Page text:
"Going back in my second year, I have the advantage of knowing I need to do some planning before I go," Brister said.
The ASBMB awarded two students, Allison McCague and Tim Gilpatrick, complete coverage of the cost of their travel expenses to San Diego, amounting to about $1,125 each, and both students will be speaking at symposiums during the conference.
Gilpatrick, a senior biochemistry major and Honors Program student from Nashua, N.H., works in the lab of Brian Bahnson, professor of chemistry and biochemistry, and studies proteins associated with heart disease and HDL and LDL cholesterol. He began his work with the lab his sophomore year and has also participated in the summer scholars program sponsored by the HHMI grant.
Gilpatrick will be speaking during the metabolomics session at the conference, and while he said he is somewhat nervous about presenting his research in front of so many experts in his field, he is still very excited about the opportunity to learn from so many other researchers working in the same area of study.
"I really get to gain some insight into the vastness of this field," Gilpatrick said.
He said he enjoys the opportunities researchers in different fields have at this symposium to exchange ideas and then collaborate in the future. "I like working right at the interface and learning skills that really help put research in a broader context," Gilpatrick said.
McCague, a junior biology major and Honors Program student from Berkeley Heights, N.J., conducts research with Erica Selva, associate professor of biological sciences, studying genes associated with development in fruit flies. She said the Department of Biological Sciences has been extremely supportive of undergraduate research, and she enjoys the educational aspects of working in the lab.
"I like that it makes you an independent thinker and forces you to solve problems on your own," McCague said
McCague will be speaking at the glycobiology session of the conference. She participated in a prior regional symposium, but this is the first time she will be attending a national conference. She said she is looking forward to the opportunities for networking and exchanging ideas with other researchers.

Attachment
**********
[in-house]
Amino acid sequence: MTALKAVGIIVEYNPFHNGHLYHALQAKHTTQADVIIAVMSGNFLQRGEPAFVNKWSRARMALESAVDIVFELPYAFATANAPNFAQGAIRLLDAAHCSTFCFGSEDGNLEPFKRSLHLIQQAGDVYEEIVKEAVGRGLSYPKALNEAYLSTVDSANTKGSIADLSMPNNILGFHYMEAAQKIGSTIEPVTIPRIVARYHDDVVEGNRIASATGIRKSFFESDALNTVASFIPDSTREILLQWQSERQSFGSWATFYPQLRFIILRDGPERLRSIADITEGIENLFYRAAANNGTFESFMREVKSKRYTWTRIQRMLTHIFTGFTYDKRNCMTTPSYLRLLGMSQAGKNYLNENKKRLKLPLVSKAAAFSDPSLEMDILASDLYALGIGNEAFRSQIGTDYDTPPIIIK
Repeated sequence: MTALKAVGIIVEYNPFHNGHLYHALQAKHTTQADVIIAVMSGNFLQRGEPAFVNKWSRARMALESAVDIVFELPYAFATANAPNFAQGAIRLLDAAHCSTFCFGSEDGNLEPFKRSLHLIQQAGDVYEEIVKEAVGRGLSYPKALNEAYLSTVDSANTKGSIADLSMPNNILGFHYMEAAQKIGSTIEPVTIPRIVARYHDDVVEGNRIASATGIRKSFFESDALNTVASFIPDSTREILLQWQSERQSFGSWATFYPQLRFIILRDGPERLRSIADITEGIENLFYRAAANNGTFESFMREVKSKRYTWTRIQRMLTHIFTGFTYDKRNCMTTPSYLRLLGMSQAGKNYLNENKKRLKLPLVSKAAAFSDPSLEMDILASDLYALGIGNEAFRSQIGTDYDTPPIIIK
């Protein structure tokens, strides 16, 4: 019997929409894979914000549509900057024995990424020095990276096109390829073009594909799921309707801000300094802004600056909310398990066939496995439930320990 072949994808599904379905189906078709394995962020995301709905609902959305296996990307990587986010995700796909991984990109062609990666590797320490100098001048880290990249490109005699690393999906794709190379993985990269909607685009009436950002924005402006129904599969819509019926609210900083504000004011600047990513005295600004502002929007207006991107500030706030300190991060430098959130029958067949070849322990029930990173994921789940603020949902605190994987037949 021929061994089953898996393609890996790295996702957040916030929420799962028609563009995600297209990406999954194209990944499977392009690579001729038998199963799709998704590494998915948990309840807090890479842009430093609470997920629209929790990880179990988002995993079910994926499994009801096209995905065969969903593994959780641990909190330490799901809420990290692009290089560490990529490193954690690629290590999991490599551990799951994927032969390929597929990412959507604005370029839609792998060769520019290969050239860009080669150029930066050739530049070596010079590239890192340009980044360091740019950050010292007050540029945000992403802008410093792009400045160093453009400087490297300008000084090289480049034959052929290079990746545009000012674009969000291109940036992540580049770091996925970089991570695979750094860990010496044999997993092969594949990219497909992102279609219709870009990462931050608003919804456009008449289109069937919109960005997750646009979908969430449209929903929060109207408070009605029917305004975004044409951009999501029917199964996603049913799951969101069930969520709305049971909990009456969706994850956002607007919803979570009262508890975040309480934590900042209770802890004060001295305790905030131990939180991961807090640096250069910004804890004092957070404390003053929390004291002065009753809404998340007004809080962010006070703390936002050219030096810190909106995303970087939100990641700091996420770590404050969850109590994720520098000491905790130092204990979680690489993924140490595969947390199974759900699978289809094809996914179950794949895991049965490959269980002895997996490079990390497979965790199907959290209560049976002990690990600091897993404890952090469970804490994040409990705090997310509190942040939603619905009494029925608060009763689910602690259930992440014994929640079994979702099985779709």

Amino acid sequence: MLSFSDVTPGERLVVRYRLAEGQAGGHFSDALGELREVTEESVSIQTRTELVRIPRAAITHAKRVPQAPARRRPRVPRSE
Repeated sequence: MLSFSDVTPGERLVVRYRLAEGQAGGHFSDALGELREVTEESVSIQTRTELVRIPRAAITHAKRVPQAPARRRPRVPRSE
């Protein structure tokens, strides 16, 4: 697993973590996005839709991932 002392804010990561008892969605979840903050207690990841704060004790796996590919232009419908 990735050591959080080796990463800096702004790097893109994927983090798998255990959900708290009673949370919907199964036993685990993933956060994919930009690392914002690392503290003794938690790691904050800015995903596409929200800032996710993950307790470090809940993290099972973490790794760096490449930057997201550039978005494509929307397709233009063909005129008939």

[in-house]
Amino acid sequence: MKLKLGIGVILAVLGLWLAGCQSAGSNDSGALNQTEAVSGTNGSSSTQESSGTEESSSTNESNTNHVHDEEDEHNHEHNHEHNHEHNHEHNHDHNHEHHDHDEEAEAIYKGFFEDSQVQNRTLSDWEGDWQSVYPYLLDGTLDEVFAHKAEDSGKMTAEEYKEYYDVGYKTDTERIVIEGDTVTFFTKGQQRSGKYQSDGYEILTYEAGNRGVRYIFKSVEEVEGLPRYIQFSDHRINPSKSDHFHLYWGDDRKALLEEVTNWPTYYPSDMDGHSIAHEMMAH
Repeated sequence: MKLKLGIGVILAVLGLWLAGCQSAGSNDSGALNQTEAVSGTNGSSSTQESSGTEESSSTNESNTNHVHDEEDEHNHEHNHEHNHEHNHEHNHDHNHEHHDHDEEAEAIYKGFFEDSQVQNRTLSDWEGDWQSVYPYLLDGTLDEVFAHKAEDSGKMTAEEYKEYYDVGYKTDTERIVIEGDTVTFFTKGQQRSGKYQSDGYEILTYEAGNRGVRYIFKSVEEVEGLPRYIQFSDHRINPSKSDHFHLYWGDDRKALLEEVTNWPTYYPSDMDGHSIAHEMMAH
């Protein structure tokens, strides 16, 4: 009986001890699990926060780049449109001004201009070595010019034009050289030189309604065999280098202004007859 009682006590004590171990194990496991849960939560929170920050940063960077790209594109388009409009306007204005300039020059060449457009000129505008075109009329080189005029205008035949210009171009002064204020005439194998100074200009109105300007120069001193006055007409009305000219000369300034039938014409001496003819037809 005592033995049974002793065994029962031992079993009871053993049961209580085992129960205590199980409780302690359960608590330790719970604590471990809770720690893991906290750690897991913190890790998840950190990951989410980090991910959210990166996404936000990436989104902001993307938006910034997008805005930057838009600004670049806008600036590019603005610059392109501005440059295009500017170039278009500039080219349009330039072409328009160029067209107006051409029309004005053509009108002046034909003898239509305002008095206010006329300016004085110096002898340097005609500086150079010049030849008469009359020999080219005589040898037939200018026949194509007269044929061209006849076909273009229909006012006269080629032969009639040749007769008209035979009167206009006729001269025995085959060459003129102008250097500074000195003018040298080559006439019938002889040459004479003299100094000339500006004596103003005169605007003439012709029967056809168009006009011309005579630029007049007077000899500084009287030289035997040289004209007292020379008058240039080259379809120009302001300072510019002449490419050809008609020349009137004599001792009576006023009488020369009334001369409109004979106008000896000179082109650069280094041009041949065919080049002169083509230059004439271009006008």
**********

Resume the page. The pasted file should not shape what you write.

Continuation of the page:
Four other students were awarded partial funding for travel expenses from the ASBMB: Nick Audette and Dylan Lowe were recipients of $400 competitive travel awards, and Erica Boetefuer and Sarah Stamm were awarded $400 non-competitive travel awards.
White said approximately 350 students have benefited from the HHMI grant since the University began applying for it in 1992.
Because the conference is a national event, White said the speakers usually include Nobel Prize winners and the top academics from many of the fields within biology and biochemistry research.
White said the UD students always do a wonderful job, even when they feel pressure presenting alongside some of the most successful researchers in their field. He said he enjoys being able to work so closely with undergraduate students and has always been amazed by the students' accomplishments and the knowledge they present.
"They're teaching me stuff that I don't know," White said.
Move this whole section up, swapping places with the section above it.